Consultation on the HIV Prevention Treatment Decree in Fiji
November 17, 2009 Novotel Convention Centre, Lami
Distinguished Guests and Participants.
Good Morning, Bula Vinaka, Namaste.
Thank you for the opportunity you have given me to address you this morning. I am deeply honoured. I offer you all a warm welcome to this consultation on behalf of the government.
As the former UNAIDS Special Representative on HIV for the Pacific but now the Fiji Special Representative on HIV and recently as President of Fiji, I am proud to be an advocate of a humane and integrated approach to the challenge that HIV presents us.
Addressing HIV requires courage, forbearance, patience and understanding because we are persuading people in our communities to change their attitudes and to deal with sensitive and sometimes uncomfortable or taboo issues.
The Pacific Region, indeed the planet, has never before faced such a profound threat. Aids has already destroyed entire generations in Africa – we have already sadly experienced that with measles in Fiji early on in our history - and the same scenario faces us again in the pacific because our isolated ocean home is no longer the remote place it used to be.
We are part of the global village and in that regard we are vulnerable. From the perspective of our small and fragile States in the Pacific, the death of one individual is the loss of part of ourselves and our collective wellbeing. It is not just Fiji or Papua New Guinea or Samoa that needs to be concerned; it must be on everyone’s radar screen.
One of the reasons that HIV has spread so rapidly is the cultural, social and religious taboos that are associated with sexual matters generally and sexual intercourse in particular. Because it is a matter that is little talked about in our cultures, homes and families, there is consequently great ignorance.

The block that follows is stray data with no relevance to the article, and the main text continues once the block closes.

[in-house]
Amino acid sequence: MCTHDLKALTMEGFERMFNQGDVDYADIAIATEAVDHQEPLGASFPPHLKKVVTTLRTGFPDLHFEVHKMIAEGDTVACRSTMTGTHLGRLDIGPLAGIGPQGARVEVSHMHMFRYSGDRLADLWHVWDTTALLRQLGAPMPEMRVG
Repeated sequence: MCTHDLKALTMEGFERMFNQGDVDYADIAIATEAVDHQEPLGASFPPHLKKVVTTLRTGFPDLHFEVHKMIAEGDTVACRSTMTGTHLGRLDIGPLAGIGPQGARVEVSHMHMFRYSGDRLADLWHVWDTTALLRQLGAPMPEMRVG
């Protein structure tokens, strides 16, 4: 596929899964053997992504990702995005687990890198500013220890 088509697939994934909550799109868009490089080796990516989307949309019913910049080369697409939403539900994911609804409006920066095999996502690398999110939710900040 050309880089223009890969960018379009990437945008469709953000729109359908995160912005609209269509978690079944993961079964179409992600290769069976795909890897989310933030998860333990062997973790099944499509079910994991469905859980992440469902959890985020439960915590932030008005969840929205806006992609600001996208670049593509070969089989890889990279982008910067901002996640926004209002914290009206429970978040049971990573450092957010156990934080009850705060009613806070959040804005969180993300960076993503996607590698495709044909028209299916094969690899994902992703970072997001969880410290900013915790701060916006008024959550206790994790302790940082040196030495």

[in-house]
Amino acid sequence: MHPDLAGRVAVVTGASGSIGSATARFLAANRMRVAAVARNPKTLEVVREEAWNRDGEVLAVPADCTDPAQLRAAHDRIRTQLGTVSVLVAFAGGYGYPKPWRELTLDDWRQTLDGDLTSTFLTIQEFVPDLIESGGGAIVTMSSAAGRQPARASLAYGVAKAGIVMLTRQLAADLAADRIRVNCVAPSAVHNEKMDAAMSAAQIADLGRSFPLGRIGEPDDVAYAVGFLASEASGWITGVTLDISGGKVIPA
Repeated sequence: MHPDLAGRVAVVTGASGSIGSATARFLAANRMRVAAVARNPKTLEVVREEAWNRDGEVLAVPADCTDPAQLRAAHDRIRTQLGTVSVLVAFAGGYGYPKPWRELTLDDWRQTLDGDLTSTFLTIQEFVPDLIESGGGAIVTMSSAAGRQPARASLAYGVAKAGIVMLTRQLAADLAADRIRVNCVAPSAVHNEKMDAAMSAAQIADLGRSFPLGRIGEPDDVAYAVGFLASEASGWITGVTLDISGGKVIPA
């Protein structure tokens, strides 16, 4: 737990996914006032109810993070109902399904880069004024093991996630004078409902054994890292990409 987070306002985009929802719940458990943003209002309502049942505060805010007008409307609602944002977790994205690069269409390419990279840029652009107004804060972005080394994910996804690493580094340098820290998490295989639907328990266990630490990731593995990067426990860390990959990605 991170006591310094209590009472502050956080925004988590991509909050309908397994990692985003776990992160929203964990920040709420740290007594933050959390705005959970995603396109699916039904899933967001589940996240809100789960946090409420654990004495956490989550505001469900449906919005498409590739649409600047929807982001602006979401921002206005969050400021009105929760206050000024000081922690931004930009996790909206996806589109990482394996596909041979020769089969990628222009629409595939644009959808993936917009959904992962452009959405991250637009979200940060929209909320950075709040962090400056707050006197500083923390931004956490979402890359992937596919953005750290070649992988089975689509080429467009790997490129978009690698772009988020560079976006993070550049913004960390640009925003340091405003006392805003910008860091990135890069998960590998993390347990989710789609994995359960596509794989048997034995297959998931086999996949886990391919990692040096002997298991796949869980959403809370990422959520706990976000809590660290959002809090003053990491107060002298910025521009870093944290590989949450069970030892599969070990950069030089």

Can we afford to remain blissfully ignorant? Of course not! Doing so will result in our youth dying in their thousands or our resources being totally devoted to dealing with the impact of HIV rather than for infrastructure or development.
The status of women and youth in our societies is yet another challenge. When women are perceived as property or considered of less worth than males, they are treated as second rate citizens. Women are more vulnerable to HIV biologically and culturally. We can not sacrifice women on the altar of the male ego, arrogance and selfishness.
HIV and Aids forces us to reflect more deeply on what sort of communities we are in and those we want them to be. Too often our youth are not heard. Know your place, be respectful of your elders, they are told. Yet they are the most sexually-active and therefore vulnerable group in our populations.
They have a right to know about HIV in its entirety. What they do not know may kill them. Does any parent, grandparent or other relative wish that for a son, daughter, nephew, niece or grand child? I think not. We want all of them to grow into responsible adults living useful lives in society.
It is the elders who need to take the initiative. They must allow their youth access to knowledge and the responsibility that comes with it. Our youth are entitled to no less than that.
Change does not come easily. But we do not have a choice. It is that simple.
Either we decide to speak openly, or we take the conservative and unrealistic approach and preach abstinence. Even worse, we remain silent.